1. Skip to content
  2. Skip to main menu
  3. Skip to more DW sites

10 facts to remember David Bowie

Torsten Landsberg
January 8, 2022

From German bread to "Fight Club": Here are 10 stories about the iconic singer who died in 2016. David Bowie would have turned 75 on January 8.

David Bowie
David Bowie in 1983Image: National Film Trustees/imago images

Even during his lifetime, David Bowie, whose 75th birthday is on January 8, was a legend.

Nearly a dozen biographies have been published about the pop visionary, and few secret remains undiscovered. By now, fans probably know that his eyes were not different colors, but that only one pupil was enlarged.

But did you also know that buying bread in Germany wasn't as easy as it sounds for the singer?

Loving the Alien

Bowie was like a chameleon, assuming various alter egos throughout his career, from Aladdin Sane to The Thin White Duke.

But it wasn't always easy to keep track of those different personalities. 

Bowie once said that at one point he couldn't make the distinction between himself and his Ziggy Stardust persona — and the drugs he took didn't help either. "That was when it all started to sour," Bowie is quoted as saying in Christopher Sandford's biography "Bowie: Loving the Alien."

"My whole personality was affected. It became very dangerous. I really did have doubts about my sanity," he said.

David Bowie as Ziggy Stardust, man with red and white painted face
Bowie performed as Ziggy Stardust in the early 1970sImage: Roger Bamber/United Archives International/imago images

Inspired by Berlin's arts

Fascinated by artists from the Weimar era, including Bertolt Brecht and the Brücke painters, Bowie decided to move to West Berlin in 1976 — also as a way to put his drug addiction behind him after years of excessive use.

At the time, West Berlin was considered the heroin capital of Europe, but Bowie managed to get clean there.

Choosy roommate

Iggy Pop shared Bowie's old apartment in the city's Schöneberg district, but only for a while, as Bowie allegedly got fed up with the punk icon constantly helping himself to the food in the fridge. Iggy Pop eventually moved into a neighboring flat behind Bowie's.

Keep it simple

Legend has it that one day, when Bowie ordered a loaf of bread in a West Berlin bakery, the saleswoman asked what kind he wanted: rye, wheat, grain meal, spelt, oats, four-grain, box, round, a half or a whole?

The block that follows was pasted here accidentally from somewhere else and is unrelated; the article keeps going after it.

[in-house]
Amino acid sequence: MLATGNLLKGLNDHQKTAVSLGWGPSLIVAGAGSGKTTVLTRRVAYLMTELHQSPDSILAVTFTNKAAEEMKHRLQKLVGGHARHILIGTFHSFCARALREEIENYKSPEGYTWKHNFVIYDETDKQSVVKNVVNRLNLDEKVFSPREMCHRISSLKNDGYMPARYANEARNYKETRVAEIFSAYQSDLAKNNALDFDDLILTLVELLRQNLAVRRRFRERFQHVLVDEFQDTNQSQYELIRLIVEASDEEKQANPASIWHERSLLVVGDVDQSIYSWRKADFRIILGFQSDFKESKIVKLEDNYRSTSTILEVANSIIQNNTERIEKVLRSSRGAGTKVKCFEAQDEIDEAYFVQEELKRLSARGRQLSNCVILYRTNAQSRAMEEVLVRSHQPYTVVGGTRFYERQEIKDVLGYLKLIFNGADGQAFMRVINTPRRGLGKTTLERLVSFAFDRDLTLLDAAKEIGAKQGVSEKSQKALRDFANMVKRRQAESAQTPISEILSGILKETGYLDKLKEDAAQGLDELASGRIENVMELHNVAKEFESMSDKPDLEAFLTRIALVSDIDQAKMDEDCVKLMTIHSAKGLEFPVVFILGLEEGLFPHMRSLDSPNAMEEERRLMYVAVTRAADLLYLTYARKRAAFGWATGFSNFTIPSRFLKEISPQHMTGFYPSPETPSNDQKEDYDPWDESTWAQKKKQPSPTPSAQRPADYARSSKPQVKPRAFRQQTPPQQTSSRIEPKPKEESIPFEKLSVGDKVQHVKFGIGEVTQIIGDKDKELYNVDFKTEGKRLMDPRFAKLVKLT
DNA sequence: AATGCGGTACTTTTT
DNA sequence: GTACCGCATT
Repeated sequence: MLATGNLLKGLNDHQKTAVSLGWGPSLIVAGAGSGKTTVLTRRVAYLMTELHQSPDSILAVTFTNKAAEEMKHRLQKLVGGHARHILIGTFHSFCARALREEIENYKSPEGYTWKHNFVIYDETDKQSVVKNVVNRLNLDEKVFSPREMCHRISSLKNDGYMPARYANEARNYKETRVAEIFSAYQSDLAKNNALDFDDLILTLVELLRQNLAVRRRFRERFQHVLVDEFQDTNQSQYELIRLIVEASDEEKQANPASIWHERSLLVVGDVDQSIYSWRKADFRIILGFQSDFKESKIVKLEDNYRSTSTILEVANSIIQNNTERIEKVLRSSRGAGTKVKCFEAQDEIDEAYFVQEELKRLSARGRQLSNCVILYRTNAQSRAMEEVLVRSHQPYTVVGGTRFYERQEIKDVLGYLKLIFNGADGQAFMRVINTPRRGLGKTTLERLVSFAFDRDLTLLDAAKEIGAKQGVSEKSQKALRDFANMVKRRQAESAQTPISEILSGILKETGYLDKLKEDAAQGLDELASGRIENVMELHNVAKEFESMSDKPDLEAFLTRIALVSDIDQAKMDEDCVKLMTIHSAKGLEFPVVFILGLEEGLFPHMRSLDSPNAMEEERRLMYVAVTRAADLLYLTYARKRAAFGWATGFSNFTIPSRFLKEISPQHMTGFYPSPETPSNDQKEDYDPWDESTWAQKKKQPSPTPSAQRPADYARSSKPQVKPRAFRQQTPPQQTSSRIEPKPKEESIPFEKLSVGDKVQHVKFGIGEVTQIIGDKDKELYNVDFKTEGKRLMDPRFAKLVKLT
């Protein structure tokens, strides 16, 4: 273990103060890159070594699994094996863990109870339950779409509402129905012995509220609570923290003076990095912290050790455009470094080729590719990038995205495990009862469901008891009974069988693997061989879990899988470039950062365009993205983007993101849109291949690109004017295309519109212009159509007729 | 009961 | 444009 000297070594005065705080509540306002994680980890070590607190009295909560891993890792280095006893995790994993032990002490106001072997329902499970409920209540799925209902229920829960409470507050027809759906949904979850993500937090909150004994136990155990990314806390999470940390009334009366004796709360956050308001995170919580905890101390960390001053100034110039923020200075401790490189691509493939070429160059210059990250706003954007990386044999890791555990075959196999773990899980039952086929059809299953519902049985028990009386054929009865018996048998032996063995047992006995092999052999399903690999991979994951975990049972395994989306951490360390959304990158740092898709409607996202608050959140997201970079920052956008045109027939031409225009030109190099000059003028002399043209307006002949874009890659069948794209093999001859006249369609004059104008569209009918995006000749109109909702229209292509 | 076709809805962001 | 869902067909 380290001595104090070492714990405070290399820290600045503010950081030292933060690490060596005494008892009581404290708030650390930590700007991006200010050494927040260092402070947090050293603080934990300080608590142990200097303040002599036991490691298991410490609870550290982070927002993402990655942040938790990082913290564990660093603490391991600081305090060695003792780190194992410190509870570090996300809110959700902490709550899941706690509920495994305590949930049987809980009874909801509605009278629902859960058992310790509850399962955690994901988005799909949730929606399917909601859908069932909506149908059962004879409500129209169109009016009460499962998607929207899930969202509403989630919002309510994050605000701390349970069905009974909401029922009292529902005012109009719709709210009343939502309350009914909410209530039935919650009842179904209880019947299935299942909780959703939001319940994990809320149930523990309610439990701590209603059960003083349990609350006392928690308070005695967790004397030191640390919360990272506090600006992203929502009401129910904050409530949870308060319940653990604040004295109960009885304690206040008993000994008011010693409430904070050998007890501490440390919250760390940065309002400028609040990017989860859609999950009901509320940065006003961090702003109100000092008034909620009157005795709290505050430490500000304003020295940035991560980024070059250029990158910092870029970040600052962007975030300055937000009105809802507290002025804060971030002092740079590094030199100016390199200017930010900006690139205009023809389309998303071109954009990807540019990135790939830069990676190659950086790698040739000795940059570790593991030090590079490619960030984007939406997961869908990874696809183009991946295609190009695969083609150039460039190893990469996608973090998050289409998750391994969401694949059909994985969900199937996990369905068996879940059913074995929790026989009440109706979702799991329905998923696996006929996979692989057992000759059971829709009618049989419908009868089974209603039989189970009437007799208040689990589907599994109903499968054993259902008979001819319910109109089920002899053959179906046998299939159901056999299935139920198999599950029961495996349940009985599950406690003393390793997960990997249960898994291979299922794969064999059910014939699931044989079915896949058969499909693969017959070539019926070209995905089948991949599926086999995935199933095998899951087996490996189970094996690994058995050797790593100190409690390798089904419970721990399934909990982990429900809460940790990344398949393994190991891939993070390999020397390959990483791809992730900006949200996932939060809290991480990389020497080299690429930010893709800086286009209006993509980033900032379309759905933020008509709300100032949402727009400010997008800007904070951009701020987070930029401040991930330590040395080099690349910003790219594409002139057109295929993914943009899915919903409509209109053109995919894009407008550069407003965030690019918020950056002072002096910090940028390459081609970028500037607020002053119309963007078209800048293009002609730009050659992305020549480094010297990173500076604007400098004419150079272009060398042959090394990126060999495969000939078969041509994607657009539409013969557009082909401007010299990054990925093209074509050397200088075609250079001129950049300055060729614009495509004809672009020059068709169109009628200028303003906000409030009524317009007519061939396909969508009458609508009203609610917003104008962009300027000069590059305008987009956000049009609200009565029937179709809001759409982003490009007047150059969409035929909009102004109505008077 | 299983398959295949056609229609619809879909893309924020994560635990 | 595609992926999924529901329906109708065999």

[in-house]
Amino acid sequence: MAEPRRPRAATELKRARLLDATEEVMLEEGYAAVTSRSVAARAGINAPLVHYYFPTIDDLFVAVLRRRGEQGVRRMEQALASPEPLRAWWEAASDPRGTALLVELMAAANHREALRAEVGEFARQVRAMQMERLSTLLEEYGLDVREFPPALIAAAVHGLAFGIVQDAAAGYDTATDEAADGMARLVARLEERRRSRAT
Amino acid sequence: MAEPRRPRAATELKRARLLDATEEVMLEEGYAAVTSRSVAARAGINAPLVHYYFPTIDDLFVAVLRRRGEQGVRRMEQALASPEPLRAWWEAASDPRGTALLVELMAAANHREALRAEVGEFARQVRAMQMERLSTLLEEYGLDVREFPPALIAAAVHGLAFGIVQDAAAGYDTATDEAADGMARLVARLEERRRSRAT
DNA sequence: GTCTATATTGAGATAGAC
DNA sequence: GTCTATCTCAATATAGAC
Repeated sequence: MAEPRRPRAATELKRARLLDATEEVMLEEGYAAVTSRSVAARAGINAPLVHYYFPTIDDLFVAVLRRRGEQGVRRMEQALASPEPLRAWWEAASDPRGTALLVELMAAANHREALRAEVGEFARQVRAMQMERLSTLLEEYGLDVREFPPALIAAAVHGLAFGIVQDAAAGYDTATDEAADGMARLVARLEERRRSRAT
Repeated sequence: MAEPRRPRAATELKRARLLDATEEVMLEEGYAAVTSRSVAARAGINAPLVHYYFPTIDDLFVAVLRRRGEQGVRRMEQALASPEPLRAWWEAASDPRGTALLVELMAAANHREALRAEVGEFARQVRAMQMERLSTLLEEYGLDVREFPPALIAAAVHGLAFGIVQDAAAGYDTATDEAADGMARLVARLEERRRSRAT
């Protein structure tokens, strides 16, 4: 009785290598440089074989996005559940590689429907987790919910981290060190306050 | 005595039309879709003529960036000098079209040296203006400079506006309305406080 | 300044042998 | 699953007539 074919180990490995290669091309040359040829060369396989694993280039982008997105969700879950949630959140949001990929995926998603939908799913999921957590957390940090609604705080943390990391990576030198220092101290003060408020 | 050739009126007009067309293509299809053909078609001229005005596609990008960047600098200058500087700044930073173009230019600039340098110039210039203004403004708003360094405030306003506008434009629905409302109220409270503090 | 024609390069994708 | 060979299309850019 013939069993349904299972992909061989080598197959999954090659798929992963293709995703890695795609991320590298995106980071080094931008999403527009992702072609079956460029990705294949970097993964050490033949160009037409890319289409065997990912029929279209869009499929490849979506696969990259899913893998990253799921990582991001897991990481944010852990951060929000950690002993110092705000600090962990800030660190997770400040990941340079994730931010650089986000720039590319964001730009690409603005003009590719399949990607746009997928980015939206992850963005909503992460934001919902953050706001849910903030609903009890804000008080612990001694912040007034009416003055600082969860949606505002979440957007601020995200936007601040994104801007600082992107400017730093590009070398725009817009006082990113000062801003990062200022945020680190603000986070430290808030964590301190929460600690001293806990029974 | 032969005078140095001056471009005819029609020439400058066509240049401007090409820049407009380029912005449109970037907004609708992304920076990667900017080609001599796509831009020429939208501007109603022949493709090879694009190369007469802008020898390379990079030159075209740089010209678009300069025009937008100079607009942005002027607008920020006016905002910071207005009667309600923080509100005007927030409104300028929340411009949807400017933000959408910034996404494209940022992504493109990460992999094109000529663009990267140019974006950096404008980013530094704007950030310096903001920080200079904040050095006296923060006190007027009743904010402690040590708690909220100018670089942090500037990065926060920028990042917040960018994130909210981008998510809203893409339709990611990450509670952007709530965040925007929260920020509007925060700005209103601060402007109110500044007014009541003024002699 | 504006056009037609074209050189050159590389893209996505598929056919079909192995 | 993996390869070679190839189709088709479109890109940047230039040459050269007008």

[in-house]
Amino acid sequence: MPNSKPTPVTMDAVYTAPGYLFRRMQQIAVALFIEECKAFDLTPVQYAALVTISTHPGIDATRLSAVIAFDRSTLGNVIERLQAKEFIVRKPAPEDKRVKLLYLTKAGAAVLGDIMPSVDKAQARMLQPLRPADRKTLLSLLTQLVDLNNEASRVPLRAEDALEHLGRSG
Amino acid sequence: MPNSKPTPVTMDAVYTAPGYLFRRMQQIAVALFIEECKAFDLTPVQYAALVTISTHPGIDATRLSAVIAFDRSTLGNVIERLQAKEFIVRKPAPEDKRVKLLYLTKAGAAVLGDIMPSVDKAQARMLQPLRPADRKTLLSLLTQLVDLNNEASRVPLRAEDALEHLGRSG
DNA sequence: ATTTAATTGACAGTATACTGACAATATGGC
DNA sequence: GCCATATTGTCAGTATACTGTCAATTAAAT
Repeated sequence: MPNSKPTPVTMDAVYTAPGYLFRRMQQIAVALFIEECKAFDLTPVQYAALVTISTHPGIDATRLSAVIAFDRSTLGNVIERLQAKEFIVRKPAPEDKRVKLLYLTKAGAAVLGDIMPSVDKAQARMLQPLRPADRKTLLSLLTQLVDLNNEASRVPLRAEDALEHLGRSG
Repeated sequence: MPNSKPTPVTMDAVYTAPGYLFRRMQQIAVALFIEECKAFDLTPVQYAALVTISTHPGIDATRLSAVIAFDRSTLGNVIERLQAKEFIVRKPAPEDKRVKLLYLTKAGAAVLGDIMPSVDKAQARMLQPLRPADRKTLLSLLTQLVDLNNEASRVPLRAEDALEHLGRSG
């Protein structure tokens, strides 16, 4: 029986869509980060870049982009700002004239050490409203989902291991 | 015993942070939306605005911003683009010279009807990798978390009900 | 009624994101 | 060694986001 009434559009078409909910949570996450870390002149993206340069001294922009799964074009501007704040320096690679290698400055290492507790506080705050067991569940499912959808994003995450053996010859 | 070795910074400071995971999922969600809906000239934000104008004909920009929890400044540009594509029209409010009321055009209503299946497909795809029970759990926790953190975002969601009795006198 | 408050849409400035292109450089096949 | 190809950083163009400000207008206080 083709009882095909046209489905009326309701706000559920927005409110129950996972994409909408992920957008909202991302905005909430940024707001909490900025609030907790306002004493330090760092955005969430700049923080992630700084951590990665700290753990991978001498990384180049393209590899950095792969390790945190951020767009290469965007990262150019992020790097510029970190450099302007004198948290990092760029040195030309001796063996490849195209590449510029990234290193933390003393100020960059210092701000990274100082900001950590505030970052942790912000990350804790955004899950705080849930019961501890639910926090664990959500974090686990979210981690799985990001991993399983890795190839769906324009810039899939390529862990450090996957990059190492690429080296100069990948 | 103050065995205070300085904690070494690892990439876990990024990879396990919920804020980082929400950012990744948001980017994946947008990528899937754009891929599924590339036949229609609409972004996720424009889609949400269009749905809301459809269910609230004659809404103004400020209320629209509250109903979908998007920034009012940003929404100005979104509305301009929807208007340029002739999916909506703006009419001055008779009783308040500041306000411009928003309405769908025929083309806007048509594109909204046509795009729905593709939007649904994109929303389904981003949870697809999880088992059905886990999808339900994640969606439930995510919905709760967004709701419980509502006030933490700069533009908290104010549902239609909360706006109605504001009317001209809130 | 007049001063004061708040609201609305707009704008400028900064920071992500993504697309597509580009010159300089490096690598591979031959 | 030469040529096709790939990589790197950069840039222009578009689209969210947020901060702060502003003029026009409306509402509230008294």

The singer turned to his friend Edgar Froese, who was present and who wrote about the incident in his "Tangerine Dream: Force Majeure" biography and asked him to "please explain to her that I don't want to buy her store, just a loaf of bread."

What's so special about German bread?

Dreams dashed

Speaking of bread: In 1963 Bowie, aged 16 and still known by his given name David Jones, recorded the song "I Never Dreamed" with his band, The Konrads.

The band hoped for a record deal, which didn't happen.

The only recording of the song unexpectedly surfaced in 2018. David Hadfield, The Konrads' drummer, found it in a bread basket while moving house.

That same year, the recording sold at an auction for just under 40,000 pounds (€45,000 at the time), more than four times its estimated value.

David Bowie's Berlin

Advocate for long hair

Since his career as a musician hadn't quite worked out, Bowie at 17 tried his hand as an activist: He founded the Society for the Prevention of Cruelty to Long-Haired Men. 

"For the last two years, we've had comments like 'darling' and 'can I carry your handbag' thrown at us. I think it has to stop now," Bowie told the BBC in a brief television interview.

Forget the knighthood

From James Bond actors to the Beatles, the British royal family has knighted many British celebrities, or honored them by bestowing medals.

Bowie, however, declined the rank of Commander of the Order of the British Empire in 2000 as well as the knighthood in 2003. "I seriously don't know what it's for. It's not what I spent my life working for," he said.

Clear stance

It wasn't the only time he refused an offer.

In 2012, film director Danny Boyle ("Slumdog Millionaire"), who was artistic director for the opening ceremony of the Olympic Games in London, asked Bowie whether he would perform "Heroes" at the event. Bowie didn't see what good that would do — and declined.

A viral hit before high-speed internet

Bowie was a visionary who made use of the internet as early as the 1990s.

In 1996, he made three versions of the song "Telling Lies" available for download on his website, the first major act ever to do so.

The song was downloaded 300,000 times.

How long did that actually take with a conventional 56k modem back then?

Power of a song

You might remember the 1999 film "Fight Club" based on the novel by Chuck Palahniuk, who told Rolling Stone magazine that without Bowie, it might never have been published.

During a fiction writing conference, he was hoping to meet a specific editor from a New York publishing house at the hotel bar where the event was held.

The author played Bowie's "Young Americans" 40 times in a row on the jukebox, which led the crowd of other young authors surrounding publisher Gerald Howard to leave — making room for Palahniuk, who sold the publisher "Fight Club" and other books.

Gerald Howard, by the way, can't remember the song's endless loop.

This article was originally written in German